I, Erzählende Schriften 30, Casanovas Heimfahrt, Seite 137

asanovas Heimfahrt
30 en ence e en en en chaeh a.
box 4/11
Casanova'’s Homecoming“’ has been published
openly, under the imprint of the publishers. It has
had a wide circulation. It has been extensively ad¬
vertised in responsible newspapers anl periodicals.
It has been generally reviewed bythe press. The
memorandum already submitted to the Court shows
the book has been handled by practically every
reputable department and book store in New Vork
When an attempt is made to ban a book as ob¬
scene, it is well to test the public temper thereon.
If it has been accepted by the community, if it
Scorresponds with the actual feelings and demands'
of society, it should be permitted to circulate unmo¬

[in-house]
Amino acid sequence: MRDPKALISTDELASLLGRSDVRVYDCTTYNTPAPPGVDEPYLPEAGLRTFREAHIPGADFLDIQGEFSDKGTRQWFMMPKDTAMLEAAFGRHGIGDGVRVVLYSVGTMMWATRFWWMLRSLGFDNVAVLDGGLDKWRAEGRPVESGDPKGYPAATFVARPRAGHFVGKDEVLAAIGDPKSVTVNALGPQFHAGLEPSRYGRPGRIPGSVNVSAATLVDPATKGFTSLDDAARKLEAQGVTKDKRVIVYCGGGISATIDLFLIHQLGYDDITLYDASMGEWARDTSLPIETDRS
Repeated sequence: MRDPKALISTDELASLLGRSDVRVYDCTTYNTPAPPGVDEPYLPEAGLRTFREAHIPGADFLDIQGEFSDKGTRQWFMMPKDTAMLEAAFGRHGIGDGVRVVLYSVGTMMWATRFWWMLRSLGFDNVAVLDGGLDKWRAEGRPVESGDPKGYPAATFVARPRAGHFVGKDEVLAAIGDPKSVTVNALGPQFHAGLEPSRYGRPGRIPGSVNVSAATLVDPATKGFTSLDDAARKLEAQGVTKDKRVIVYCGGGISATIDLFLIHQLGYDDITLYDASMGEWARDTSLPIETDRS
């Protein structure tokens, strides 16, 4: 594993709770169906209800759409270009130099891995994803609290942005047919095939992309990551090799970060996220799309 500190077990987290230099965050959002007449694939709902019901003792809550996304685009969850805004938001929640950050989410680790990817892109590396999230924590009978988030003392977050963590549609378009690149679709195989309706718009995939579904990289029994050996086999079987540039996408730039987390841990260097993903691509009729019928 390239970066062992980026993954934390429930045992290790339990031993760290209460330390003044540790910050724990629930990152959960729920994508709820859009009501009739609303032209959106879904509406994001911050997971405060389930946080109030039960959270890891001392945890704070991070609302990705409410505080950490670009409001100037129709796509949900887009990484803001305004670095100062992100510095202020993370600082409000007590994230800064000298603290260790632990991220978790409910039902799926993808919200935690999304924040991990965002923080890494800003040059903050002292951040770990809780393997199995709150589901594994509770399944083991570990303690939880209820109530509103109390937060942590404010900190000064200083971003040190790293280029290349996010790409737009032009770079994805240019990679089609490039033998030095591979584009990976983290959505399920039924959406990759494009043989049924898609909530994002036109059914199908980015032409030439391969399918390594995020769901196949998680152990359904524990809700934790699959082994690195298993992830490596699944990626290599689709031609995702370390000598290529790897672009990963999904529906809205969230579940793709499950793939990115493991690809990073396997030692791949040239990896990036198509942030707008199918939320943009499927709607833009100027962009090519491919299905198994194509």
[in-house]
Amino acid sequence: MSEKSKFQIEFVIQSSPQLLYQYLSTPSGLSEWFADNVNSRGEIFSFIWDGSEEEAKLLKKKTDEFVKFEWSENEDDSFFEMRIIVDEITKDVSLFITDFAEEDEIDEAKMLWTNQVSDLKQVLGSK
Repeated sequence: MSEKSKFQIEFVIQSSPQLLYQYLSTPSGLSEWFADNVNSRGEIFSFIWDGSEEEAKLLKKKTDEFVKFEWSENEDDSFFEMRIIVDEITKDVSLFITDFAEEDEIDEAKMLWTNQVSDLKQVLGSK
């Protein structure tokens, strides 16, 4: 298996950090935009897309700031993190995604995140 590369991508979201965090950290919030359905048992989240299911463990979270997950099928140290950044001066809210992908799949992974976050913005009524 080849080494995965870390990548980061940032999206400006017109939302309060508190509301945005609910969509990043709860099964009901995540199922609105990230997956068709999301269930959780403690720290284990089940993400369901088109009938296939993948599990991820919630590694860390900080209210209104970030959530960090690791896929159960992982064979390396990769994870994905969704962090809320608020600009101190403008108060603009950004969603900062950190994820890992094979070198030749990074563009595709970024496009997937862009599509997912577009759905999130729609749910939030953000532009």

lested. If it has been rejected by the community,
if stealth has marked its course from publisher to
reader, then it might well offend under the law. In
reversing the conviction of the defendant in the
Mary Ware Dennett case under the Federal ob¬
scenity law (U. S. v. Mury Ware Dennett, 39 Fed.
[2d Series] 564), the United States Circuit Court
of Appeals for the Second Circuit, as recently as
March 4, 1930, implied in its opinion that it was
largely influenced by the fact that the defendant’s
pamphlet had been openly circulated for a number
of years, had been handled by reputable agencies,
had been recommended by representative individ¬
uals, and had been generally accepted by the com¬
munity. Just so with“Casanova’s Homecoming.?
Following this philosophy the courts of this state
have legalized the following volumes attacked by
this same complainant:
Mademoiselle de Maupin,“ a book in which
the author declares that he is in favor of adultery
and indicates that every woman should be seduced.
(See Halsey v. Neie York Society, 234 N. Y. 1.)
Madeleine, a diary of a prostitute, describing
in detail abortions, pimps, venereal disease and in¬